The second part, you started feeling sad and wanted to help them to get through that awful war ( from Russian, Mujahideen, Taliban and American army). When the war (The Mujahideen Army) is approaching Afghanistan, The Author’s family felt that they are the savior. They had came to chase the Russian and Communism. They felt optimistic about this Army and wished that they will build back their destroyed nation. They are indeed wrong. Not long after Mujahideen’s arrival, The power struggle between factions occurred. Many died because of that. The author’s family felt they are no longer safe staying at their big house. The battle between factions of Mujahideen had turned most of them from being a ‘God’s Man’ to ‘Low-class criminal’. They robbed other’s properties and killed those who defied them. Fearing that their life will not be saved, the author’s family decided to take a refuge in his father’s friend house. They stayed there until American Army came to hunt every single Taliban army that resides in the country. The whole feeling when i read the second part is helplessness. I cant bloody do anything, I just keep moving on to the next pages, hoping the author’s family survived the calamity fell upon them. There was one scene that i deeply remembered because i truly feared that the author and his grandfather will not survived. First scene is when his grandfather stubbornly wanted to take a look at his house that he left a long time ago since Mujahideen Army came. He wanted to bring Author’s uncle originally but his uncle pleaded to wait until a few days for ceasefire between factions to happen. However, His grandfather could not wait any longer and ordered the author to go with him. When his father did not object his grandfather’s decision, he knew he had to accompany him no matter what. When they are on their way, They has been captured by Hazara’s faction of Mujahideen. It was truly a terrifying moment. They had been locked in a room where the walls are full of writing of those who ever lived in it. His grandfather knew that they are going to be killed. He told the author to be strong and in case if he’s got a chance to live, try his hardest to escape. He also told the author that those men might ‘used’ him but he insisted him to endure as surviving is more important. The author cried and asked his grandfather to stop talking nonsense. When the leader of the faction asked what they are both doing in the area, His grandfather told that they are visiting his house in the area. It turned out before the war, the leader is one of the students of the author’s father. He decided to let them go and send them both back. The author picturized the whole scene as his first death escape experience.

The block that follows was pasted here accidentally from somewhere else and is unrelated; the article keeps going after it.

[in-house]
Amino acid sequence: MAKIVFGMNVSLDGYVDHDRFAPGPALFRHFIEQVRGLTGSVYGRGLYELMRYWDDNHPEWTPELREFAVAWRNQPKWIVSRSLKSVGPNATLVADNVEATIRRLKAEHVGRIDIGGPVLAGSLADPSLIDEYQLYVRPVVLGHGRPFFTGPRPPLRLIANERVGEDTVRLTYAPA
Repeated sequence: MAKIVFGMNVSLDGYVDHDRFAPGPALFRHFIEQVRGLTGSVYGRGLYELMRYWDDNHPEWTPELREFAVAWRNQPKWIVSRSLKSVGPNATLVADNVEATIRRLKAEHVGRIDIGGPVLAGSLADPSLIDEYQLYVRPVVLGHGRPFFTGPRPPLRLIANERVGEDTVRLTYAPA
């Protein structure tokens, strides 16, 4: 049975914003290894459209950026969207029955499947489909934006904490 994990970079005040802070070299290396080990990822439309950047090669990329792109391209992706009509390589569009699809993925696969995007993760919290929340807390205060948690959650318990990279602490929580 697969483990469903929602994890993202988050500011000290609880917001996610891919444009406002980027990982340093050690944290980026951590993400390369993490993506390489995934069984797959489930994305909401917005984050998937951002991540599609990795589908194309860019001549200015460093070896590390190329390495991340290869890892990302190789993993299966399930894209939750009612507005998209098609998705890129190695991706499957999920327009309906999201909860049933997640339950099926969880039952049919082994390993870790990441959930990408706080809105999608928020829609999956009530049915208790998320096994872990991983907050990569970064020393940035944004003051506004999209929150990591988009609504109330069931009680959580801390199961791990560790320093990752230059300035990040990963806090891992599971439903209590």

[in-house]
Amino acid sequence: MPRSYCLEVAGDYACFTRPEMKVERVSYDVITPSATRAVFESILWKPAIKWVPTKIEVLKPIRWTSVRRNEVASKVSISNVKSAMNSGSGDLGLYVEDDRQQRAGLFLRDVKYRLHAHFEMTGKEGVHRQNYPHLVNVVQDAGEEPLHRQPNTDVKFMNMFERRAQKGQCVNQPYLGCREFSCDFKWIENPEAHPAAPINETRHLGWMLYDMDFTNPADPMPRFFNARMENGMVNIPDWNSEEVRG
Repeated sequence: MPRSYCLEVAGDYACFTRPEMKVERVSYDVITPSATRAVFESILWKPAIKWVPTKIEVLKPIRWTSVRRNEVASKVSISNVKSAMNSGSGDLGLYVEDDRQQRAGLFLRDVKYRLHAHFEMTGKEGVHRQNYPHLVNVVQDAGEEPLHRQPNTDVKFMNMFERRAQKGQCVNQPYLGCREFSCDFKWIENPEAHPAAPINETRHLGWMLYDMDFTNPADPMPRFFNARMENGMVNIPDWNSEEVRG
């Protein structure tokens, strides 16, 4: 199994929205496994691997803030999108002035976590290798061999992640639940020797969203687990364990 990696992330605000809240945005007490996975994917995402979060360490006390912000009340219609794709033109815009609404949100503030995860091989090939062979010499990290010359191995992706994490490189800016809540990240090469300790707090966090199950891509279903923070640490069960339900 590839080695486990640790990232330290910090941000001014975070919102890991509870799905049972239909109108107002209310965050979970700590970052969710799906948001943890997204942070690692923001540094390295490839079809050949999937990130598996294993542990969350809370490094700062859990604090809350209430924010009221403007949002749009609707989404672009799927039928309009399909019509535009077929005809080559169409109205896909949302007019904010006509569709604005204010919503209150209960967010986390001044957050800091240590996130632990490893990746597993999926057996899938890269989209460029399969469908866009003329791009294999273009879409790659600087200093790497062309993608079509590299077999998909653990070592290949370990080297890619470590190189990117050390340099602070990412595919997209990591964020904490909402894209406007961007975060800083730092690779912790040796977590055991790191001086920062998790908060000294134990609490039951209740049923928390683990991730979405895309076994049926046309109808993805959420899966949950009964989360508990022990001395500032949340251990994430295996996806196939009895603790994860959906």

The third part is where the age of ignorance came and how the Taliban rules did alter the whole nation. He told what he deeply felt about them in this book. He stated that they brough strange peace into the country. How peace can be such strange thing? He revealed decrees of Taliban that insisted on Hudud Punishment and Fundamentalism of Islamic Law. No Music, No Entertainment, No Pictures, No Free Relationship between Boys and Girls, No Open Courtship and up to the extend of NO to everything. How did they governed Afghanistan? They said Yes to everything which considered good in Holy Quran. When he said strange peace, he does not mean it a good way. He felt the Afghan community and culture suddenly died and they can no longer do what they usually did. He said girls in Taliban’s time faced it much worse because they cant attend school , they have to wore Burqa all the time , they cannot work and they have to be accompanied by their male relatives if they wanted to go to other places. He portrayed vividly the moment of how Taliban used the stadium to carry out the punishment of those they claimed to be a sinner. To witness the scene of girls being stoned to death, the thieves whose hand is being cut and the murderers being shot at the head right away is one of the horrifying moments author ever had. He also reflected back the time he went to jail just for not cutting his hair according to Taliban Standard. In the jail, he was beaten by the religious officers and only to be released when he could answers all of their questions about Islam and Taliban.

According to this book, The author’s cousin named Wakeel and his grandfather played a big role in his life. He cherished both of them in temple of his heart. The wording that he put in this book to portray them both is simple yet poetic. You can sense his sincerity and tenderness in the book. The author even managed to share some of the stories of good people he met despite of war in his journey back and forth with his family.Whether it is from Hazara, Turkmenistan or Pashtun, They are indeed kind people who helped him when he needed it.

Can you see how huge this book is?
Can you see how huge this book is? The book size that i preferred is on my left (The Kite Runner Book) and in the middle one (which i tolerated because it is not that heavy).